Their addiction, just like any other chronic illness, does not define them. It does not have to dictate the rest of their lives. Instead of pointing out the damage they’ve done, focus on who they are as a unique individual and what they have to look forward to in the future.

5. You Let Them Slide on Care.

Recovery is an ongoing process. After intensive help, your loved one will need outpatient therapy and support to avoid relapse. As time goes on, they may feel strong in their sobriety and want to cut back on these protective measures.

They may be just fine with reducing therapy hours, but it’s a mistake to let them completely slack off when it comes to recoverry. Don’t support their excuses for not going to a weekly support group or therapy session. As with any chronic illness, they need to maintain recovery with these preventative measures.

6. You Hold Onto Grudges and Resentments.

Your loved one probably hurt you in many ways when they were using. Now that they are in recovery, you may feel resentful about those past hurts. It’s natural and understandable to feel this way. If you don’t release them, though, you only pass the hurt on to your loved one in recovery. They know the damage they caused. They feel bad about their past even without you reminding them.

Relationship therapy, or even individual therapy just for you, is a great way to move past these wrongs. A good therapist can help you process the ways your loved one hurt you and help you forgive. When you can forgive your loved one, you’ll both be happier and ready to rebuild a better life together.

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7. You Ignore Red Flags and Warning Signs.

After a hard-fought battle to be in recovery, the last thing you want to see is your loved one relapse. It’s easy to bury your head in the sand and pretend you don’t see warning signs. This is a mistake that can ultimately cause more harm.

Be aware of your loved one’s moods. They may become anxious, stressed, or depressed before a relapse. They may start seeing old friends they used with in the past or lapse into old bad behaviors. If you see signs that your loved one may be headed for a relapse, be proactive.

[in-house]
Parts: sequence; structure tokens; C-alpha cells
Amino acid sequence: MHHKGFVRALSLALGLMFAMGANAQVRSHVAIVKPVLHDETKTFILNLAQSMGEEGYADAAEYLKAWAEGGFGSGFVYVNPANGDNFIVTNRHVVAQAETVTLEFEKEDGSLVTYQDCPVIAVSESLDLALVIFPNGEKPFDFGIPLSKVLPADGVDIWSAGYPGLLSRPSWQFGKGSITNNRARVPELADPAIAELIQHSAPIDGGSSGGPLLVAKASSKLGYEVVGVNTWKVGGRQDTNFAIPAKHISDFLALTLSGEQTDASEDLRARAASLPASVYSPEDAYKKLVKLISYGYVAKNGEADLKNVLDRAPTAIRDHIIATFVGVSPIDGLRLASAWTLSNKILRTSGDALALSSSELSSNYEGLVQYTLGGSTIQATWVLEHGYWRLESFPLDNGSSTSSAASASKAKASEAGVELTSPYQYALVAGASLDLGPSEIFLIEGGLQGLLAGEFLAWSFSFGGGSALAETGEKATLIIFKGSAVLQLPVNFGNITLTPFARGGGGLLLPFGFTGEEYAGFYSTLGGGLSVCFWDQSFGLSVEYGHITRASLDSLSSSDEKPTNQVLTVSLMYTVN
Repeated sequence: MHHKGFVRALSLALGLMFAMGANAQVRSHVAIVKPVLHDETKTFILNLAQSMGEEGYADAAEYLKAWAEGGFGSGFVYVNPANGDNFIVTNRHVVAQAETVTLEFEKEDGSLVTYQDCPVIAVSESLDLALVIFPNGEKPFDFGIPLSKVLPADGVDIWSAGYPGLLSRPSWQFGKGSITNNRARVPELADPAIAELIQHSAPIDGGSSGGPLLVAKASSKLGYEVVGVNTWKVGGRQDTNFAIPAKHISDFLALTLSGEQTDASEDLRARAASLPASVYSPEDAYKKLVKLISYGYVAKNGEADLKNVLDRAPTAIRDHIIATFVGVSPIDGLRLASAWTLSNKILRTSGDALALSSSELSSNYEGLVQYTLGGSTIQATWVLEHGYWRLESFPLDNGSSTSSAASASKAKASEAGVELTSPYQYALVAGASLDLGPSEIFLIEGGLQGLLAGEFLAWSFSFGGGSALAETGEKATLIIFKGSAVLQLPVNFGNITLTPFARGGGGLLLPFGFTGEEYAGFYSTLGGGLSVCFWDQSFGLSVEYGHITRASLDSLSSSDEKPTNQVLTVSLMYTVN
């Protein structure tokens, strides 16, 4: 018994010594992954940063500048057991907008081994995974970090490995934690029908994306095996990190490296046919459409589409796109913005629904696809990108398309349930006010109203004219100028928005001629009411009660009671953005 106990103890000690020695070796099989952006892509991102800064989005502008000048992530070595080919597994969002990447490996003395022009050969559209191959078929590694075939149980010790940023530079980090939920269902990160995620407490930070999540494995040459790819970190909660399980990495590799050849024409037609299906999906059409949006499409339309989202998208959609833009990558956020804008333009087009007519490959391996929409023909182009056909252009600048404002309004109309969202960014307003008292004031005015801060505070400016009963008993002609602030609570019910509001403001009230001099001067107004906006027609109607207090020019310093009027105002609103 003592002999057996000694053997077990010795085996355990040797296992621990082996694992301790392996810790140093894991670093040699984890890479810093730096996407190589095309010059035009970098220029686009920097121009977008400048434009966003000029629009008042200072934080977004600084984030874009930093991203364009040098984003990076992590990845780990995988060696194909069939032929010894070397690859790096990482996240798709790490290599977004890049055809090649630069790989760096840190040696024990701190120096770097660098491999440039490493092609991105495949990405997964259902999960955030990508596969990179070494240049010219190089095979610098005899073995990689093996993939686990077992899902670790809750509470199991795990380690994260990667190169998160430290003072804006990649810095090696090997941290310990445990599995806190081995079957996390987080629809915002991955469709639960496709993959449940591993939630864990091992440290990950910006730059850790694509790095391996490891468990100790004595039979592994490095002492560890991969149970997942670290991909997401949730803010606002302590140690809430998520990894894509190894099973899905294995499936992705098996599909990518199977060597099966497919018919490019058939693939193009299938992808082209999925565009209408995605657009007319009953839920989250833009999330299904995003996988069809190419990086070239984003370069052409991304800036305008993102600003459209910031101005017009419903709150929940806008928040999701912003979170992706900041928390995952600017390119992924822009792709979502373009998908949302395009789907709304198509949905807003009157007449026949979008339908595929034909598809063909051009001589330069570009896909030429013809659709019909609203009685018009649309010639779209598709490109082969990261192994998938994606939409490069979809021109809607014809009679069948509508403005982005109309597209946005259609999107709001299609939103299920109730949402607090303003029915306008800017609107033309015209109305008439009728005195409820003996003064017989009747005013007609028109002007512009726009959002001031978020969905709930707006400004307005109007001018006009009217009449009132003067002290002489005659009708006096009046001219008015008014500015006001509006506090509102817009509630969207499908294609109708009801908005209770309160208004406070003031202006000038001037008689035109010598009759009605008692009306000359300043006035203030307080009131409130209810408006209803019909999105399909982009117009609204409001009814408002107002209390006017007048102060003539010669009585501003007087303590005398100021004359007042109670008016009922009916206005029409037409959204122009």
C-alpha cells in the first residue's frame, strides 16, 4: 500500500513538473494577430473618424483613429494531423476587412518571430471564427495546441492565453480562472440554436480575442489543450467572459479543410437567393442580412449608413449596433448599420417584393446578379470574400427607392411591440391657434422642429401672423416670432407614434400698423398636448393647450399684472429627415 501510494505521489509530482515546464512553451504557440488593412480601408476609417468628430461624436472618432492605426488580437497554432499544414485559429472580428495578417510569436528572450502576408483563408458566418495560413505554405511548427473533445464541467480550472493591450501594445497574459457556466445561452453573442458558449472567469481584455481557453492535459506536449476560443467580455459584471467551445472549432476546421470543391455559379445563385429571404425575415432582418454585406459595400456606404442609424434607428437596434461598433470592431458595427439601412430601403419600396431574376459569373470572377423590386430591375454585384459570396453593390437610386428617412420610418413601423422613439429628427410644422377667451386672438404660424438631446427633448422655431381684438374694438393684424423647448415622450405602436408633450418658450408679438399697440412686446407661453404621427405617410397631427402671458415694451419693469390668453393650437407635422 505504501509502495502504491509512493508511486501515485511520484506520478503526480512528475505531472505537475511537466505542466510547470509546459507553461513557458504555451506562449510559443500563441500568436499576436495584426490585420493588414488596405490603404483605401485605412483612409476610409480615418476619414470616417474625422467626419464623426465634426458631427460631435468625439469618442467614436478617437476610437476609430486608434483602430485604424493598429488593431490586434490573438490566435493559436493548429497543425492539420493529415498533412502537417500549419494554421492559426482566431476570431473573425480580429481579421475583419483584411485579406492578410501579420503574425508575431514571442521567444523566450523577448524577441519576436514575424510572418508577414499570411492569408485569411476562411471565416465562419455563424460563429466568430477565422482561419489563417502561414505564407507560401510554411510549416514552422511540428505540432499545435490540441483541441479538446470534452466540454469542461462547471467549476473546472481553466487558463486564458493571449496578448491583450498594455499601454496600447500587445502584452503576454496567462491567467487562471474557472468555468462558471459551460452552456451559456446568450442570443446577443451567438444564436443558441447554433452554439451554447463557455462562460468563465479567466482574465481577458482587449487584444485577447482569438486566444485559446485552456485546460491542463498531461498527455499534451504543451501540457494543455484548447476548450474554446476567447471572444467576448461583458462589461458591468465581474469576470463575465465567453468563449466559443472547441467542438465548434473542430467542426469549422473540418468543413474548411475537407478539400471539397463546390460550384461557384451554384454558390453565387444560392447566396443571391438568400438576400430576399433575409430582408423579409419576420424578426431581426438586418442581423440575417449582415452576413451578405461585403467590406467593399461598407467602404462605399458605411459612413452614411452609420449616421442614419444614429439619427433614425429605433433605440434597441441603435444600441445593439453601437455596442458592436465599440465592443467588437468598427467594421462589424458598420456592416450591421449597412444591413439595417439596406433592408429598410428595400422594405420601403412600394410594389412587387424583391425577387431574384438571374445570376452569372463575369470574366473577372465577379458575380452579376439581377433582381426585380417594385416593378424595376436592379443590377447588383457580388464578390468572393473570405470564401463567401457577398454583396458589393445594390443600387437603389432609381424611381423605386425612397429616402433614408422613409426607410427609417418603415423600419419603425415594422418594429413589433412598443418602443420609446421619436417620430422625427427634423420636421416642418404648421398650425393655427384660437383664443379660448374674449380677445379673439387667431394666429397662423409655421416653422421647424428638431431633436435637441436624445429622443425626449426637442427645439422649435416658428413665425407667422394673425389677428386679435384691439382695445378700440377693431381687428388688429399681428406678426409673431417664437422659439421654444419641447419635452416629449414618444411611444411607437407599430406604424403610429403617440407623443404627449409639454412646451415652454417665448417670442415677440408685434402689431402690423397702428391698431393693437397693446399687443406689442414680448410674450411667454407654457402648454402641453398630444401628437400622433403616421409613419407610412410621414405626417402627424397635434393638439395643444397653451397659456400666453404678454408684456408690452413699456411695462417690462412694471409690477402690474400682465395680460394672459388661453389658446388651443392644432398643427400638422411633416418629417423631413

Don’t be afraid to talk to your loved one about what you see. It’s often easier to see someone else’s problematic behaviors than one’s own. Encourage them to attend extra support group meetings or to call their therapist for an additional appointment. Whatever you do, don’t ignore the warning signs.

8. You’re Not Getting Involved in the Positive Aspects of Their Life.

One of the important tools of recovery is to build a positive, substance-free life. It’s important that you get involved in this part of your loved one’s life to encourage it. By not doing so, you send the message that it isn’t important or that you can’t be bothered.

Do meaningful activities together: Take up a new hobby or learn a new skill; work out together and spend time outside; adopt a pet and learn to care for it together; get involved with a charity or do volunteer work in the community.

9. You Neglect Your Own Self-Care.

In order to fully support someone in recovery, you need to be well. It may seem selfish to take time for yourself, but your loved one needs you at your best, and you deserve to have good mental and physical health, too.

Don’t forget to take time to do the things that make you happy and help you feel fulfilled. Spend time on your physical health, eating well and getting exercise. Manage your mental health, even getting therapy if you need it.

Recovery is a tenuous position, especially in the early weeks and months. Your loved one needs your unflagging support, but you may not know exactly what that looks like. Avoid these pitfalls, the unconscious ways you’re harming your loved one. Provide proactive, positive, and compassionate support to help them stay firmly in recovery.